It’s tough to bow off the public stage, or so we’re told, but it seems the most selfless move for Clinton to make. She could devote the rest of her days to quiet and public service in atonement for her past loud years of self-enrichment, which we’re told can be quite gratifying, and it would do not only the Democrats but also the rest of us a lot of good.

— Bud Norman

Advertisements

Getting Richer By Comparison

There is a certain perverse satisfaction, it must be confessed, in reading about the financial difficulties of the formerly rich and still famous. On a surprisingly regular basis we come across reports of some absurdly well-remunerated athlete or entertainer heading to bankruptcy court with liabilities exceeding assets by so many millions of dollars, and it always makes our penurious state seem more tolerable to know that at least we’re better off than that poor schmuck by so many millions of dollars. Over on the business pages we will often find consolation that our financial position is healthier by billions of dollars than that of iconic corporations, or some large cities, and we sometimes get the impression that we’re wealthier than the entire airline industry.
Not one of these stories has ever produced such an overpowering sense of schadenfreude, however, as the chairwoman of the Democratic National Committee recently admitting that “We’re in the red.”
The always-entertaining Debbie Wasserman Schultz made the admission in a recent fund-raising e-mail, telling her party’s ever-loyal donors that “The cardinal sin in campaigns is to sit on money — which is why we spent every last penny we had in 2012 (and then some) to make sure the election went our way.” Without specifying how much “then some” is, Wasserman Schultz explains that a failure to go into debt might have resulted in a President Mitt Ryan, Vice President Paul Ryan, and Rep. Allen West, as if these nightmarish outcomes would justify any profligacy. Democrats are notoriously susceptible to the argument that only massive debt can ward off all sorts of catastrophes, so Wasserman Schultz’s frank confession of party’s fiscal irresponsibility probably makes for an effective fund-raising appeal, but she might not realize how much it warms a Republican heart. After all the whining about the insidious influence of corporate money on the elections, and all the pining for the federally-funded election schemes that Barack Obama threw away to win his races, it’s refreshing to hear the Democrats boast about how they won by out-spending the opposition on borrowed money.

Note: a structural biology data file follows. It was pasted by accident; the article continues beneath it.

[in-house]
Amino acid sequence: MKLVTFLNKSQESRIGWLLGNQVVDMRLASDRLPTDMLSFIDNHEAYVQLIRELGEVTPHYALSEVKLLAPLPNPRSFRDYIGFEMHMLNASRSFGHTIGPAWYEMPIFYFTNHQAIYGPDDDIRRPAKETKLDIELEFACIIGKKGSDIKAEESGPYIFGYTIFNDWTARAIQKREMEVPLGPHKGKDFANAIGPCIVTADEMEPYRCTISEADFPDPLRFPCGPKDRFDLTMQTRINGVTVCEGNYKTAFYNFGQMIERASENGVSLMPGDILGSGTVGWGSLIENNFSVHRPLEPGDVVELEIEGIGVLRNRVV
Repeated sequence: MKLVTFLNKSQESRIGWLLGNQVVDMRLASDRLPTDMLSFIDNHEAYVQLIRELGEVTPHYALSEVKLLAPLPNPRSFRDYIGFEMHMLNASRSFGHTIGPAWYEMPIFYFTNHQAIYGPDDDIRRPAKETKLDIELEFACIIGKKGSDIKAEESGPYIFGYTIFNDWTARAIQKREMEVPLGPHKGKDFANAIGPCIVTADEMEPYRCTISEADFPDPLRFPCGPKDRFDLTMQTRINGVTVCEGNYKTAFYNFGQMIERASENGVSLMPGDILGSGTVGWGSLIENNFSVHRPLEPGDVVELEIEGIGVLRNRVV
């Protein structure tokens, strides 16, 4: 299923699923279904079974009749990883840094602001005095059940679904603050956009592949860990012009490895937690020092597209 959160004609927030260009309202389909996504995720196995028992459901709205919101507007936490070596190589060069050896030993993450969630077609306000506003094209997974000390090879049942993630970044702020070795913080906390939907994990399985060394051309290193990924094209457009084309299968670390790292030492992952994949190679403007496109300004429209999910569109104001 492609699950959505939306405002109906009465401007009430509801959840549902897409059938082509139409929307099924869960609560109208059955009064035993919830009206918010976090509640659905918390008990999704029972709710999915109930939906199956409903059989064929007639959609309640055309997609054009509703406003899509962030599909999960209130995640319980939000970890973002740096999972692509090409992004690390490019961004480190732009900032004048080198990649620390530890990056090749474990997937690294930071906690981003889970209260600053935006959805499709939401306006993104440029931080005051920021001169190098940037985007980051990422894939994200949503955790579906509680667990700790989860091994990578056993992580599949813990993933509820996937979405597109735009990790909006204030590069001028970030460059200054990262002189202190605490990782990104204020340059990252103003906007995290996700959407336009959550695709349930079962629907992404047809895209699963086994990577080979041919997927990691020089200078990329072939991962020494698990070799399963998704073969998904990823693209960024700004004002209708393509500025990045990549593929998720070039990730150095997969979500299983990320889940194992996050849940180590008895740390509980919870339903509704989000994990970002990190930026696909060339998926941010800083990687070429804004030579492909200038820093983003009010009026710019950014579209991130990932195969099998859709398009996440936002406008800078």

In a related development, Wasserman Schultz was also reassuring her party’s faithful that future fund-raising and fund-borrowing efforts won’t be hampered by the formidable competition of Obama’s very own Organizing for Action organization, which is basically his re-election campaign going on forever. Other Democratic poobahs are less sanguine about it, with one DNC member telling the McClatchy syndicate that “There’s only so much money to go around in Democratic circles,” but one wonders about the party bona-fides of anyone who doubts the infinite nature of money.
In what has to be considered a completely unrelated development, the president has reportedly proclaimed April as the month to “teach young people” how to “budget responsibly.” The story went on April Fool’s Day, so at first we were skeptical its veracity, but the White House web site with the proclamation of “National Financial Capability Month” sure looks official. At the very least it looks expensive.

— Bud Norman